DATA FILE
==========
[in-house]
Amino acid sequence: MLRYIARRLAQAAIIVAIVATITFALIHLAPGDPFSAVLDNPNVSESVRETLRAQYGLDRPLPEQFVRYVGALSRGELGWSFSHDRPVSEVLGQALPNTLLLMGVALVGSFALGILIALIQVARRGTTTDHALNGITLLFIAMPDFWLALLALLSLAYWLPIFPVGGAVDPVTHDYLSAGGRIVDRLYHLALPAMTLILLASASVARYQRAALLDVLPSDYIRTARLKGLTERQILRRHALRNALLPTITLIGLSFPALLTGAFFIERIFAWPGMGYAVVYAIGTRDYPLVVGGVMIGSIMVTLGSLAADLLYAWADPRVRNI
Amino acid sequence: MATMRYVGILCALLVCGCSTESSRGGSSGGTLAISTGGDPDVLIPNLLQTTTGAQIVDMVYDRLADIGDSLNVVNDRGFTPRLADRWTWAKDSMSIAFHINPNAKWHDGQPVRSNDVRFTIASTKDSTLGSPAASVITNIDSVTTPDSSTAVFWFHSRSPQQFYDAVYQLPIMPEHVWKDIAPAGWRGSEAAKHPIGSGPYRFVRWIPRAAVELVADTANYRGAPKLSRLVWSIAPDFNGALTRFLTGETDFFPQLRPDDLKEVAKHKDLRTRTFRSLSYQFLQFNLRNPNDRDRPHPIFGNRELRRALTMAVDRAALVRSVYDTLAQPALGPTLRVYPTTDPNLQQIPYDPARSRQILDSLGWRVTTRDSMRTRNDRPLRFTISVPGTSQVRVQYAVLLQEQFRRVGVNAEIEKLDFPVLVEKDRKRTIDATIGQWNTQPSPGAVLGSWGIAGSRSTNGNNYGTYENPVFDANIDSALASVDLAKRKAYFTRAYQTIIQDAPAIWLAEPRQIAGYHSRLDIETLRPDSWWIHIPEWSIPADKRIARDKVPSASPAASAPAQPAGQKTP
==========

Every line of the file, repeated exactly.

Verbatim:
[in-house]
Amino acid sequence: MLRYIARRLAQAAIIVAIVATITFALIHLAPGDPFSAVLDNPNVSESVRETLRAQYGLDRPLPEQFVRYVGALSRGELGWSFSHDRPVSEVLGQALPNTLLLMGVALVGSFALGILIALIQVARRGTTTDHALNGITLLFIAMPDFWLALLALLSLAYWLPIFPVGGAVDPVTHDYLSAGGRIVDRLYHLALPAMTLILLASASVARYQRAALLDVLPSDYIRTARLKGLTERQILRRHALRNALLPTITLIGLSFPALLTGAFFIERIFAWPGMGYAVVYAIGTRDYPLVVGGVMIGSIMVTLGSLAADLLYAWADPRVRNI
Amino acid sequence: MATMRYVGILCALLVCGCSTESSRGGSSGGTLAISTGGDPDVLIPNLLQTTTGAQIVDMVYDRLADIGDSLNVVNDRGFTPRLADRWTWAKDSMSIAFHINPNAKWHDGQPVRSNDVRFTIASTKDSTLGSPAASVITNIDSVTTPDSSTAVFWFHSRSPQQFYDAVYQLPIMPEHVWKDIAPAGWRGSEAAKHPIGSGPYRFVRWIPRAAVELVADTANYRGAPKLSRLVWSIAPDFNGALTRFLTGETDFFPQLRPDDLKEVAKHKDLRTRTFRSLSYQFLQFNLRNPNDRDRPHPIFGNRELRRALTMAVDRAALVRSVYDTLAQPALGPTLRVYPTTDPNLQQIPYDPARSRQILDSLGWRVTTRDSMRTRNDRPLRFTISVPGTSQVRVQYAVLLQEQFRRVGVNAEIEKLDFPVLVEKDRKRTIDATIGQWNTQPSPGAVLGSWGIAGSRSTNGNNYGTYENPVFDANIDSALASVDLAKRKAYFTRAYQTIIQDAPAIWLAEPRQIAGYHSRLDIETLRPDSWWIHIPEWSIPADKRIARDKVPSASPAASAPAQPAGQKTP